Performance measurements and range of motion

Decrements in performance measurements of strength (isometric and isokinetic strength) [2,5,6,23], jump height [2], and ROM [11,24,26] following eccentric exercise have been well documented. Across groups, maximal isometric strength was significantly lower at 24, 48, and 72 hr compared to immediately post-DHR. Similarly, isokinetic extension strength decreased compared to baseline at 24 hr post-DHR, returning back to baseline values at 48 hr. Interestingly, isokinetic flexion strength actually improved significantly in both groups at 48 and 72 hr post-DHR compared to baseline, suggesting a possibility of familiarization with the equipment, and/or the absence of any structural damage to the muscle fibers allowing strength to be maintained and even improve throughout the recovery period.

Etheridge et al. reported that participants supplementing with whey protein (100 g of protein containing 40 g essential amino acids) immediately after a single 30 min bout of DHR had significantly greater isometric strength at 48 hr compared to a carbohydrate supplement [22]. Controversy still exists as to whether BCAAs are effective in attenuating strength loss following EIMD. Some studies have shown that BCAAs are only effective in augmenting strength at 48 hr [9,25] after EIMD and only during the flexion phase of the contraction [9] versus placebo. Creatine also shows conflicting results for improving strength performance following EIMD. Despite our findings and others that report no change in 1-repetition maximum after EIMD with creatine use [11,26], Cooke et al. have shown that maximal isometric extension strength of the lower leg from 24 to 96 hr and isokinetic extension strength at 48 hr was significantly greater in the creatine supplementation group (0.3 g/kg/day) compared to that of a carbohydrate placebo [34]. The primary differences between studies appears to be differences in training status as the present study and others [11,26] have shown no effect of creatine supplementation with trained males, while Cooke et al. have shown improvements in strength following EIMD with untrained males [34]. Acute ingestion of protein prior to a single bout of DHR resulted in a [22] maximal voluntary isometric contraction strength that returned to normal more rapidly at 48 hr than that of placebo. Our results do not support this conclusion with the consumption of MIPS. Our findings agree with others showing that BCAA consumption (7.3 g for two days) resulted in no difference in maximal voluntary isometric contraction strength during recovery from exercise [10]. However, the aforementioned study by Etheridge et al. documented improvements in strength and power; though the authors based the intensity of the DHR on age predicted maximal heart rate (220 - age) and used recreationally active males [22].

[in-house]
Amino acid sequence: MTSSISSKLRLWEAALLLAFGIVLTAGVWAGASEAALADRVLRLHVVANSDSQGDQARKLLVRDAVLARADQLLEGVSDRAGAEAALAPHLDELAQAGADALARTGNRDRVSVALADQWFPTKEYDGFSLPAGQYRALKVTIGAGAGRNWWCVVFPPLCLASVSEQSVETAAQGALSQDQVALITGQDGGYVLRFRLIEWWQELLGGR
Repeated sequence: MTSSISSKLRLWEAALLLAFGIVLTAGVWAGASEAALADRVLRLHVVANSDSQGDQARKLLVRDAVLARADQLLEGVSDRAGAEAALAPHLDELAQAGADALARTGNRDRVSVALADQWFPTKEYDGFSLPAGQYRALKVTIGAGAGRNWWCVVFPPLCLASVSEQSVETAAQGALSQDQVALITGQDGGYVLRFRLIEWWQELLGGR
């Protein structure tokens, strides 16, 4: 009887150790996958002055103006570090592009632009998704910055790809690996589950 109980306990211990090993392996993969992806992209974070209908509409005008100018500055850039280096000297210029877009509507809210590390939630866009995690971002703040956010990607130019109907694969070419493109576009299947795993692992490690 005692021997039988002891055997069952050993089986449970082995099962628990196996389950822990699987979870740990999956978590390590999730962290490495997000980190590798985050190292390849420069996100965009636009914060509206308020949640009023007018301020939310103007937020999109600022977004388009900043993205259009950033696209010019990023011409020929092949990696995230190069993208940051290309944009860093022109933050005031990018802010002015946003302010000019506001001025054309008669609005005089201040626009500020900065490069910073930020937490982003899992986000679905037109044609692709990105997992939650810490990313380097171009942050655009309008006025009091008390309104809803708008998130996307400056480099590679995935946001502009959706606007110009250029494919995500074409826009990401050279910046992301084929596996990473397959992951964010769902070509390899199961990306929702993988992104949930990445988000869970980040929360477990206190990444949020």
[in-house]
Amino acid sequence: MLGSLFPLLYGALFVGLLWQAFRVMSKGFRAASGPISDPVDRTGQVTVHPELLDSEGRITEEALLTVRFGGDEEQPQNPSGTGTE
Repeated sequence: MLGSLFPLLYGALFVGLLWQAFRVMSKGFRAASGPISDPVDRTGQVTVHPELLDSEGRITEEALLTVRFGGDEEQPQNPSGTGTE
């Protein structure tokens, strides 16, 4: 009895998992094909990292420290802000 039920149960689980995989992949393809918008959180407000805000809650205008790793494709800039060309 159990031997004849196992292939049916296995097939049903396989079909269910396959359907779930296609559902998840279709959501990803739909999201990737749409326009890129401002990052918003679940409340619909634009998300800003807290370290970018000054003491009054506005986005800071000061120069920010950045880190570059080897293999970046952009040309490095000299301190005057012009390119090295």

Jump height has been found to significantly decrease at 24 and 48 hr following EIMD and remain below pre-exercise values for up to 96 hr [2,23]. Similarly, our data show decreased jump height at 24 hr following the DHR compared to all other time points with a return back to baseline values at 72 hr post-exercise, regardless of group. Eccentric exercises have been shown to significantly decrease maximal isometric contraction strength from 24 up to 120 hr compared to baseline values [5,6,9,10,22,23]. These decrements in strength from eccentric exercise are associated with a decreased ROM immediately following [11,26] and up to 96 hr [24] after exercise. ROM was slightly elevated immediately following exercise in the present study, as documented by others [12], but was significantly lower at 24 hr compared to before the DHR and was back to baseline values at 72 hr (Table 3).

As previously mentioned, decreased ROM and strength [11,26] are expected following EIMD. Our results also found a decrease in ROM at 24 hr post-DHR with ROM returning back to baseline values at 72 hr, with no differences between groups. Similarly to the findings of the present study, Nosaka et al. and Rawson et al. demonstrated no improvement in ROM between supplementation or placebo when consuming BCAAs [24] or creatine [11,26].